Gleneagles reinvents two par threes on the Queen’s course

  • Gleneagles

    Gleneagles has reinvented the back-to-back par threes on the Queen’s course (fourteenth pictured)

  • Gleneagles

    The thirteenth has a new tee and the approach now features Scottish heather

  • Gleneagles

    A series of new tees have been created to the right of the loch on the fourteenth

Richard Humphreys
By Richard Humphreys

Gleneagles in Scotland has reinvented its back-to-back par-three holes on the James Braid-designed Queen’s course.

Work on the thirteenth and fourteenth has included new tee boxes and the introduction of native Scottish heather. A team of five greenkeepers worked on the project.

The 140-yard thirteenth now has an additional tee to the left of the original (which is still in play), and the approach to the green now features an area of native Scottish heather, through which grass walkways have been routed.

On the fourteenth, a series of new tee positions have been created to the right of the loch, bringing the water directly into play. Golfers can access the green via a new footbridge.

Gary Silcock, director of golf at Gleneagles, said: “These significant enhancements to already beautiful holes are part of our ongoing plans to elevate the golfer experience at Gleneagles, not only on the Queen’s course, but across all three championship courses.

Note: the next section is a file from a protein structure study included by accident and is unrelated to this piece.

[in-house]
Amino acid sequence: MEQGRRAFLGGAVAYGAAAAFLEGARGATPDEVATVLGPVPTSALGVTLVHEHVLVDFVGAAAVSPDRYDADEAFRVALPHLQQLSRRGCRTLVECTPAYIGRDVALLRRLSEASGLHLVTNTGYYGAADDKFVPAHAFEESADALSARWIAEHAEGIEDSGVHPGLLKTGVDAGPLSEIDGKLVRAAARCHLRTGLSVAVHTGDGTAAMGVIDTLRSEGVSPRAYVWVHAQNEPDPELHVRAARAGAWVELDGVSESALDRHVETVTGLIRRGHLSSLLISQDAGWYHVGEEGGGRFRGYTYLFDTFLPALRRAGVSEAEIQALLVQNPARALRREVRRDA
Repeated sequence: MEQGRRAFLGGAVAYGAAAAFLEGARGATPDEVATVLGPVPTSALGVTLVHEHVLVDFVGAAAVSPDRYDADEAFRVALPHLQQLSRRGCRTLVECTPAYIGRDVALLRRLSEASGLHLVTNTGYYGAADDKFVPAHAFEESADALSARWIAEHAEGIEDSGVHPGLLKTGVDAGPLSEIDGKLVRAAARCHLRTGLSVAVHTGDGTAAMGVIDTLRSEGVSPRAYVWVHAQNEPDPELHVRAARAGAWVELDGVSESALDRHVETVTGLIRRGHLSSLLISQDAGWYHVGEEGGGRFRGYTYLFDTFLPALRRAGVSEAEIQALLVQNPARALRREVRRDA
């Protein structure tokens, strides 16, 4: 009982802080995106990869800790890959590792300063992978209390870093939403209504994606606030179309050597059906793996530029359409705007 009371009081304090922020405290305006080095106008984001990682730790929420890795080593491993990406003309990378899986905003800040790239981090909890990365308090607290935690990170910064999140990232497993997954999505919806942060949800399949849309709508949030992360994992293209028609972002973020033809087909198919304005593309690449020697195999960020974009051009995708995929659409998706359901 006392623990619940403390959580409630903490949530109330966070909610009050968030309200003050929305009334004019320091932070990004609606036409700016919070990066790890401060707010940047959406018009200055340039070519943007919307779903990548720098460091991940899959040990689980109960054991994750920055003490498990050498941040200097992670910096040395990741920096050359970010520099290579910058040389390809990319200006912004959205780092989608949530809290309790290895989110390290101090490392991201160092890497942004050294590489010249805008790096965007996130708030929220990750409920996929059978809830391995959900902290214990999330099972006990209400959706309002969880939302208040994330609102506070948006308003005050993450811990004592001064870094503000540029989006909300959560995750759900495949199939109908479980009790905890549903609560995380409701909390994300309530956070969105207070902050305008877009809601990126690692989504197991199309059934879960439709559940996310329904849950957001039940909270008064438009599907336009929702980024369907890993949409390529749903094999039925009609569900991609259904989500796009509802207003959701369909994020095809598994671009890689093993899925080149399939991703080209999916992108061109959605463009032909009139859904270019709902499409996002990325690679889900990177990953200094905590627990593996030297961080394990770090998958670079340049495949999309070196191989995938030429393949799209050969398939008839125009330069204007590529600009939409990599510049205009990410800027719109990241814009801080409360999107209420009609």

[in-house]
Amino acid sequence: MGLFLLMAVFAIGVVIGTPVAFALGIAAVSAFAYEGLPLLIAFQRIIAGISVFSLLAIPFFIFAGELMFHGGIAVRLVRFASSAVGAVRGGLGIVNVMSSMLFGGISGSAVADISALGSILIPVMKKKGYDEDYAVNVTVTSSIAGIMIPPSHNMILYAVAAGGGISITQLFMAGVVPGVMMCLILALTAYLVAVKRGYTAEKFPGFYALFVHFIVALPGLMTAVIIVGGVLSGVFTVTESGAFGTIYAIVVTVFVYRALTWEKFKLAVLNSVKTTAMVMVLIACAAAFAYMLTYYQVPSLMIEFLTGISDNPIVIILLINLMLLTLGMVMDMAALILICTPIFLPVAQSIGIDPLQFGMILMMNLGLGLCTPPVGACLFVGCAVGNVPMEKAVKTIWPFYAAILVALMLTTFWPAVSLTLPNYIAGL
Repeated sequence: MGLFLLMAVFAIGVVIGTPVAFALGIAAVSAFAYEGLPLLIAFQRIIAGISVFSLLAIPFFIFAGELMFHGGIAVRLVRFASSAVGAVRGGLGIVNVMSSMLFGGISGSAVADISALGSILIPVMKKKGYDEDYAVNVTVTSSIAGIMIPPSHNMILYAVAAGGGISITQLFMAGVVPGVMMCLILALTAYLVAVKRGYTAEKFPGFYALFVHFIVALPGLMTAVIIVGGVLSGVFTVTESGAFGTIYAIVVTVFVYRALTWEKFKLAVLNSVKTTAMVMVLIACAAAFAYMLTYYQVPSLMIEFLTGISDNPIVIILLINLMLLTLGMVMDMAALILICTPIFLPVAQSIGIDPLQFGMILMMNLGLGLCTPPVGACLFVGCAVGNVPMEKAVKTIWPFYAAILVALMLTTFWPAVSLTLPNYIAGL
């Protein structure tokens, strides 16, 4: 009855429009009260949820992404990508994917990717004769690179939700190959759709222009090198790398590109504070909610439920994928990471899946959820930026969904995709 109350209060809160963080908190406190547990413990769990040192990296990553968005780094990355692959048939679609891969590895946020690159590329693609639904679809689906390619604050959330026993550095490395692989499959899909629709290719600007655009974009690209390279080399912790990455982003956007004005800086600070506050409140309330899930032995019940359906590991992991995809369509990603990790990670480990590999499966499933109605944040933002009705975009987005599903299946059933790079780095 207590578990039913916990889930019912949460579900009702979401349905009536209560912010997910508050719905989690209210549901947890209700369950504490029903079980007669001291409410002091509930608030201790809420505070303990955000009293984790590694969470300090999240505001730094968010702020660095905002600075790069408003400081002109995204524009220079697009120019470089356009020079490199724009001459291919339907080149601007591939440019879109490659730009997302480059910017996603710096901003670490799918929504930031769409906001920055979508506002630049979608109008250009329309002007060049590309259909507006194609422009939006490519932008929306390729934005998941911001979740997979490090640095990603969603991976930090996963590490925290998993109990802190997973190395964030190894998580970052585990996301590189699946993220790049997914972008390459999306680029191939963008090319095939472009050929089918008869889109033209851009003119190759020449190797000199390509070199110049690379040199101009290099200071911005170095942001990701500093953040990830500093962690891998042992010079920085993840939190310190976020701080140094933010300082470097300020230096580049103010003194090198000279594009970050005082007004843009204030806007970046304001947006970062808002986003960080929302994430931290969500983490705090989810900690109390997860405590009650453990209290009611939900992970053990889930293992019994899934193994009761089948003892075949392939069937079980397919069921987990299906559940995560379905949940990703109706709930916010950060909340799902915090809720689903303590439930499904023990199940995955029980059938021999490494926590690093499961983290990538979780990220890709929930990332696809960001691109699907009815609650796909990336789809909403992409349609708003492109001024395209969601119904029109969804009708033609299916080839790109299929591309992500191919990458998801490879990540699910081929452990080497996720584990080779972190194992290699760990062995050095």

“Our members and guests are already enjoying the new challenge these great holes create and also, from a practical perspective, it is also giving our greenkeeping team the ability to switch play between existing and new tees, when necessary, to ensure conditions remain first class.”

Introducing Scottish heather to the thirteenth hole is part of a wider project at Gleneagles being overseen by director of agronomy and estates Scott Fenwick and golf courses manager Craig Haldane. Silcock said: “As part of their research work, Scott and Craig have visited some of Surrey’s classic heathland courses to learn more about how heather is managed and grown on these sites and we now plan to gradually reintroduce it to areas of the Queen’s and the King’s golf courses, lining walkways in particular, over the coming years and adding to the ‘inland links’ feel.”

In 2016, all 89 bunkers on the Queen’s course were lined with Capillary Concrete, and the fairway lines were taken back to Braid’s original designs of 1919, after the team studied historic photographs in the Gleneagles archive.

This week Gleneagles welcomes The Solheim Cup on its Jack Nicklaus-designed PGA Centenary course.